Two caveats to remember:
1) savings just represent the need for the Treasury to borrow less than expected
2) they reflect revisions in the City’s average unemployment forecast, so it is basically a “bonanza” based on the confessed errors of City economists.
It is actually possible from the latest forecasts to come up with a rough estimate of what that “saving” will be this time around, as the average is the basis for the Treasury’s forecast spending on benefits.
Since the PBR in December the forecast for jobless benefit claimants has fallen from 1.9m to 1.72m for 2010 and 1.9m to 1.75m in 2011. In total between 2010 and 2015, the estimate has fallen by 700,000.
Using Yvette Cooper’s claim that reducing unemployment by 100,000 saves the exchequer £700m, this amounts to almost £5bn. This figure is on top of the £10bn she claimed was “saved” between the 2009 Budget and PBR (a saving which is already cooked into the books). In both cases, I expect the Treasury took a significantly less optimistic view.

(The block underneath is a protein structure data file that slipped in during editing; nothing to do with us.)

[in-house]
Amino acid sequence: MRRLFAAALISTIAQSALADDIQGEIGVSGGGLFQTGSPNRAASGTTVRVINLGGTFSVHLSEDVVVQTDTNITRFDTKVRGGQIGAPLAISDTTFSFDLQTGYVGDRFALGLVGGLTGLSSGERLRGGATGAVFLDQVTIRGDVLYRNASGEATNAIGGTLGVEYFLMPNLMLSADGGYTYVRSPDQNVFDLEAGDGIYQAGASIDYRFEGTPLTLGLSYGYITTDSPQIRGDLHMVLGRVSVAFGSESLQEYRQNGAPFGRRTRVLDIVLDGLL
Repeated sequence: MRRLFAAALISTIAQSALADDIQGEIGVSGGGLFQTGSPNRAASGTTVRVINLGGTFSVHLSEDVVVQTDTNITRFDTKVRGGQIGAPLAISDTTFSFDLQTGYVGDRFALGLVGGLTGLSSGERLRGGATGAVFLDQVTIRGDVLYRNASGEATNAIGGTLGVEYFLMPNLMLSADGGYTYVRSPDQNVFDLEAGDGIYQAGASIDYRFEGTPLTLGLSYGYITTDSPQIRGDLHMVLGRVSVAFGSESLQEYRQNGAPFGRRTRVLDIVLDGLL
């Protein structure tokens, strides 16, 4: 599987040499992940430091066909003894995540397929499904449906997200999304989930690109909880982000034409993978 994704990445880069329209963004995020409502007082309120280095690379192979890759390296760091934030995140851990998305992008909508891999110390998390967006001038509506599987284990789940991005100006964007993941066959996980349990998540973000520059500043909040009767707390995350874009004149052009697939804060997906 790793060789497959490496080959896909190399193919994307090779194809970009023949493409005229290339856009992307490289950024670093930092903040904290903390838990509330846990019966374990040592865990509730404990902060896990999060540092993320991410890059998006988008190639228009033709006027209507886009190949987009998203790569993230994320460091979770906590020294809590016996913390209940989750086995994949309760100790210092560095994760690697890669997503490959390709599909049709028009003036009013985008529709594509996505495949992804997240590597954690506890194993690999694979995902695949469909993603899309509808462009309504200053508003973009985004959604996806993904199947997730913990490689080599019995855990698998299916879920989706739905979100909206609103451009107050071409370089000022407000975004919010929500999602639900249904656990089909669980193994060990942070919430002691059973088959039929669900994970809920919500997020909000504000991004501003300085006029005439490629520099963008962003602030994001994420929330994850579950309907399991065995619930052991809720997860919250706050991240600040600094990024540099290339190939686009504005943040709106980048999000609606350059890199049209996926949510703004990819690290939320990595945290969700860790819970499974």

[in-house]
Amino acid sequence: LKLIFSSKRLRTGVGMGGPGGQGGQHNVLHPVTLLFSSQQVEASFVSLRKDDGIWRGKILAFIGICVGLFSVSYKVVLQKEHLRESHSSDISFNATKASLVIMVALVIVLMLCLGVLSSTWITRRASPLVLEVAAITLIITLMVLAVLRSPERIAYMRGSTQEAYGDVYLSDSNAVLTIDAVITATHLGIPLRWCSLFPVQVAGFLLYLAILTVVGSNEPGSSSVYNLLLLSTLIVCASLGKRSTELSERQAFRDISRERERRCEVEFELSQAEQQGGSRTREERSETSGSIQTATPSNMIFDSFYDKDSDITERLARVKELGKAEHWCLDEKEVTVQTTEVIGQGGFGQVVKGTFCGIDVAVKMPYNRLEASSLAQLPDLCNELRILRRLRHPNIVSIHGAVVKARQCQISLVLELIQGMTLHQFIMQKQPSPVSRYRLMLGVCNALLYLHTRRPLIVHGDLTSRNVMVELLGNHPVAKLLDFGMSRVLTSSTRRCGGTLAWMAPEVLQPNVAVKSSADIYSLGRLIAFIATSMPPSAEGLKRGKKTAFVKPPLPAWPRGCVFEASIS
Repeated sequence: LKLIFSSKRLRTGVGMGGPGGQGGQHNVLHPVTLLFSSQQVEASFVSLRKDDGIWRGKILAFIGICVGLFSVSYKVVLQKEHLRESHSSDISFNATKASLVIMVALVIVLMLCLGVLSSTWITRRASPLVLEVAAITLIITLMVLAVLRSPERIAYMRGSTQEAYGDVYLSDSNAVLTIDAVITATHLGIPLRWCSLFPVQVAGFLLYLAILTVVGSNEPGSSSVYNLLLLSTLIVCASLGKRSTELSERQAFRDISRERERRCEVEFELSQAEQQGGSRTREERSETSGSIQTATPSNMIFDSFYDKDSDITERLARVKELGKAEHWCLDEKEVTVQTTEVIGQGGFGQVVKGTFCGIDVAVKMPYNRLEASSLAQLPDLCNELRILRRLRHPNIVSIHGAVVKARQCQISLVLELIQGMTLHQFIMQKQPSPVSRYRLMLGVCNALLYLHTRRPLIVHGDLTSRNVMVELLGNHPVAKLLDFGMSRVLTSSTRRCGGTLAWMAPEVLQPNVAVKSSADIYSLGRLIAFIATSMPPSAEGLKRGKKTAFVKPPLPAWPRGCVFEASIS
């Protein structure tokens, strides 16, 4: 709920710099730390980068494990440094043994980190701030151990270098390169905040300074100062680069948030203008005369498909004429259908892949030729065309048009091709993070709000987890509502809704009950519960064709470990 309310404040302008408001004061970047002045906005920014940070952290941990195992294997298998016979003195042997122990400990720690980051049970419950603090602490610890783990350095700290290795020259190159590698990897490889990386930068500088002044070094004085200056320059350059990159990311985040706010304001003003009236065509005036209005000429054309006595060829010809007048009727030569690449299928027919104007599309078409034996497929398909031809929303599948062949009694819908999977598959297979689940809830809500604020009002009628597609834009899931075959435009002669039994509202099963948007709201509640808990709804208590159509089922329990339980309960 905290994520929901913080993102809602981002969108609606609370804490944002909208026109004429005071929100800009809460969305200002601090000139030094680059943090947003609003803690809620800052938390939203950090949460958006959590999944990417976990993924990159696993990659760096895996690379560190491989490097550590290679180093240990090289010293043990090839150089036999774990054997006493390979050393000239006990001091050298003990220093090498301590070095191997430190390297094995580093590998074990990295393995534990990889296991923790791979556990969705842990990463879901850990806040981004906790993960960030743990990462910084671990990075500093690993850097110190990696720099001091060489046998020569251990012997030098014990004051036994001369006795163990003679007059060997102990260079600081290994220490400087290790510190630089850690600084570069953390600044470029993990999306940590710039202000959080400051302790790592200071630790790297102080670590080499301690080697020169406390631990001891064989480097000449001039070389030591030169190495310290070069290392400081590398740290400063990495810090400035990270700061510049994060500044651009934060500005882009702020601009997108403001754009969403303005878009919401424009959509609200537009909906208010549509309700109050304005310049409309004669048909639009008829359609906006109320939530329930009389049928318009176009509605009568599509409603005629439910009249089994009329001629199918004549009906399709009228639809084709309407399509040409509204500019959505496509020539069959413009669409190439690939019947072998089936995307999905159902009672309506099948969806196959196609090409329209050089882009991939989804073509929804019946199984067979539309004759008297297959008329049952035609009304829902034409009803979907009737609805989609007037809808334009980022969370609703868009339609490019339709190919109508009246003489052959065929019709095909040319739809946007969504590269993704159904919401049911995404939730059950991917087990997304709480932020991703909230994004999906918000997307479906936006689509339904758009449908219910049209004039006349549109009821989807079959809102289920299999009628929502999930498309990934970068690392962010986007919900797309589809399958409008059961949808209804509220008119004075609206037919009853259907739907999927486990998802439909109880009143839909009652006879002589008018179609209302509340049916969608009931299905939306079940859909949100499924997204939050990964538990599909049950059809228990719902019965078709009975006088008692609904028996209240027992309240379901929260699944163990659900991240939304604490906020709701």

Some of this “windfall” will no doubt be ploughed back into schemes to support employment. But, taken to an extreme, this political wheeze is unlikely to convince the markets. These savings after all just show that the government needs to borrow a bit less than it thought it had to.
Good news, but given the terrible state of the public finances, no license to rush out and spend the difference.